Neuropsychiatric Outcomes in UK Military Veterans With Mild Traumatic Brain Injury and Vestibular Dysfunction


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Abstract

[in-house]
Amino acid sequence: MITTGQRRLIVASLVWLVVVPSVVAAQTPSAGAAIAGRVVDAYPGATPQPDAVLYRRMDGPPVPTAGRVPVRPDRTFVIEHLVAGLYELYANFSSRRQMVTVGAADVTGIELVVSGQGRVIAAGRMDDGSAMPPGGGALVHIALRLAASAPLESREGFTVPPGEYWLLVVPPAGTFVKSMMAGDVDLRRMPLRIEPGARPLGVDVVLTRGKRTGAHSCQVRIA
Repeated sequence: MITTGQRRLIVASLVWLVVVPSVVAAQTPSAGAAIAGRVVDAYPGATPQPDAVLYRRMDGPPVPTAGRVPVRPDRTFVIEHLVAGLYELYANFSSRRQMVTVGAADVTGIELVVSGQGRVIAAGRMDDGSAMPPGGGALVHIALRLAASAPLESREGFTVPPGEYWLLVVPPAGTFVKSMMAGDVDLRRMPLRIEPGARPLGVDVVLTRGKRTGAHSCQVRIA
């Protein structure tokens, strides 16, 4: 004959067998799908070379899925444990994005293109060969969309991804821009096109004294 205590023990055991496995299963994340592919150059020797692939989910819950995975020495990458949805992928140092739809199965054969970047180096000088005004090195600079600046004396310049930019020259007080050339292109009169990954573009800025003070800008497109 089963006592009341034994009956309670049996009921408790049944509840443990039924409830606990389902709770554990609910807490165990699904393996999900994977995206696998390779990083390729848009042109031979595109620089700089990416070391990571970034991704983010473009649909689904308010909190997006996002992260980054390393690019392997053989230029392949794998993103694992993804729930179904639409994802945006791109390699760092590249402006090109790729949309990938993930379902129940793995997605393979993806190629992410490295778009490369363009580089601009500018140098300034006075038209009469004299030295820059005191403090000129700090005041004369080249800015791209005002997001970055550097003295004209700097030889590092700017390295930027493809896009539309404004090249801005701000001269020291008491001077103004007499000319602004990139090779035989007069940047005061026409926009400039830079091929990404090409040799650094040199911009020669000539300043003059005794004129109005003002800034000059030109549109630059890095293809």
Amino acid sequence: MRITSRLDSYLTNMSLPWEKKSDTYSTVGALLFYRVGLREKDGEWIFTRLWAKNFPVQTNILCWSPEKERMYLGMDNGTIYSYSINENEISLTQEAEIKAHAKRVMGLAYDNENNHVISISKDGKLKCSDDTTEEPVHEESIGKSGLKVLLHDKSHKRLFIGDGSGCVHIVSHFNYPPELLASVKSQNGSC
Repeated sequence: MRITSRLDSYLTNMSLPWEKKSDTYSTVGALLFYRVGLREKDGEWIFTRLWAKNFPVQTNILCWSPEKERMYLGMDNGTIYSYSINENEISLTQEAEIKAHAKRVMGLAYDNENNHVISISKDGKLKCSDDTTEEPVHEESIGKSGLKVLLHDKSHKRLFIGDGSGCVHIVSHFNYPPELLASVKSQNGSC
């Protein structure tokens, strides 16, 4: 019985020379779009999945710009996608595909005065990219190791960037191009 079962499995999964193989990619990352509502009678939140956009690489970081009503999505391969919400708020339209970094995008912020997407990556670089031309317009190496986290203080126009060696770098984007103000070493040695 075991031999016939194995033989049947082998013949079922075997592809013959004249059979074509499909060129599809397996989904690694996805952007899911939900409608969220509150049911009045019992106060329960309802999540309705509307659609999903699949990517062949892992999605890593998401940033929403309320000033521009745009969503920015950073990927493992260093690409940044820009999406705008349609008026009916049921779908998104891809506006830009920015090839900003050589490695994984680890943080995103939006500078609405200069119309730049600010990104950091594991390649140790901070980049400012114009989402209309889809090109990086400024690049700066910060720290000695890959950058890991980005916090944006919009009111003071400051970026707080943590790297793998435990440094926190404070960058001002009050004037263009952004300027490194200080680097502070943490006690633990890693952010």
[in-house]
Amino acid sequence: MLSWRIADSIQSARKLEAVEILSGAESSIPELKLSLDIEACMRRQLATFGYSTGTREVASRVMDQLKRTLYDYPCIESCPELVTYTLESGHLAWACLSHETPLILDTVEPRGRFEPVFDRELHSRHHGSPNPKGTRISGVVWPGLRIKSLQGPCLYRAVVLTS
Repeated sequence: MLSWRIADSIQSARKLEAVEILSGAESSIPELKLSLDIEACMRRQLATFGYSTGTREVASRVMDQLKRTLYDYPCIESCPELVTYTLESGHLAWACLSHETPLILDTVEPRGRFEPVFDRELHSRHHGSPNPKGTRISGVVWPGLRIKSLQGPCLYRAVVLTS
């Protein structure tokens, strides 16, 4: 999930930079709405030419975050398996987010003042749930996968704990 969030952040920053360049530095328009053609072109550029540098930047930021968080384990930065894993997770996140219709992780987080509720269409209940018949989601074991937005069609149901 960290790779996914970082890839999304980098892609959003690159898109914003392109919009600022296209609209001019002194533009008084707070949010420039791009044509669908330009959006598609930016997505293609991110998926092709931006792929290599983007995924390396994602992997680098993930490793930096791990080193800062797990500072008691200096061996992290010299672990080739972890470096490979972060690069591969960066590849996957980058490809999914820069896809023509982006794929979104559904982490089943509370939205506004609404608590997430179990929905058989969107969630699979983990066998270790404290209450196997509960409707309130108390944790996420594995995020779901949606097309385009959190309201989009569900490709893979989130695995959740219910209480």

Objective:To estimate the frequency of vestibular dysfunction following blunt, blast, and combined blunt and blast mild traumatic brain injury (mTBI) and thereon assess the long-term impact of vestibular dysfunction on neurobehavioral function and disability independently of comorbid psychiatric symptoms.Setting:Combat Stress residential and Veterans' Outreach drop-in centers for psychological support.Participants:One hundred sixty-two help-seeking UK military veterans.Main Measures:Self-reported frequency and severity of mTBI (using the Ohio State TBI Identification Method), Vertigo Symptom Scale, PTSD Checklist for DSM-5, Kessler Psychological Distress Scale (K10), Neurobehavioral Symptom Inventory, Headache Impact Test (HIT6), Memory Complaints Inventory, World Health Organization Disability Assessment Schedule II short version (WHODAS 2.0).Results:Seventy-two percent of the sample reported 1 or more mTBIs over their lifetime. Chi-square analyses indicated that vestibular disturbance, which affected 69% of participants, was equally prevalent following blunt (59%) or blast (47%) injury and most prevalent following blunt and blast combined (83%). Mediation analysis indicated that when posttraumatic stress disorder, depression, and anxiety were taken into account, vestibular dysfunction in participants with mTBI was directly and independently associated with increased postconcussive symptoms and functional disability.Conclusion:Vestibular dysfunction is common after combined blunt and blast mTBI and singularly predictive of poor long-term mental health. From a treatment perspective, vestibular rehabilitation may provide relief from postconcussive symptoms other than dizziness and imbalance.

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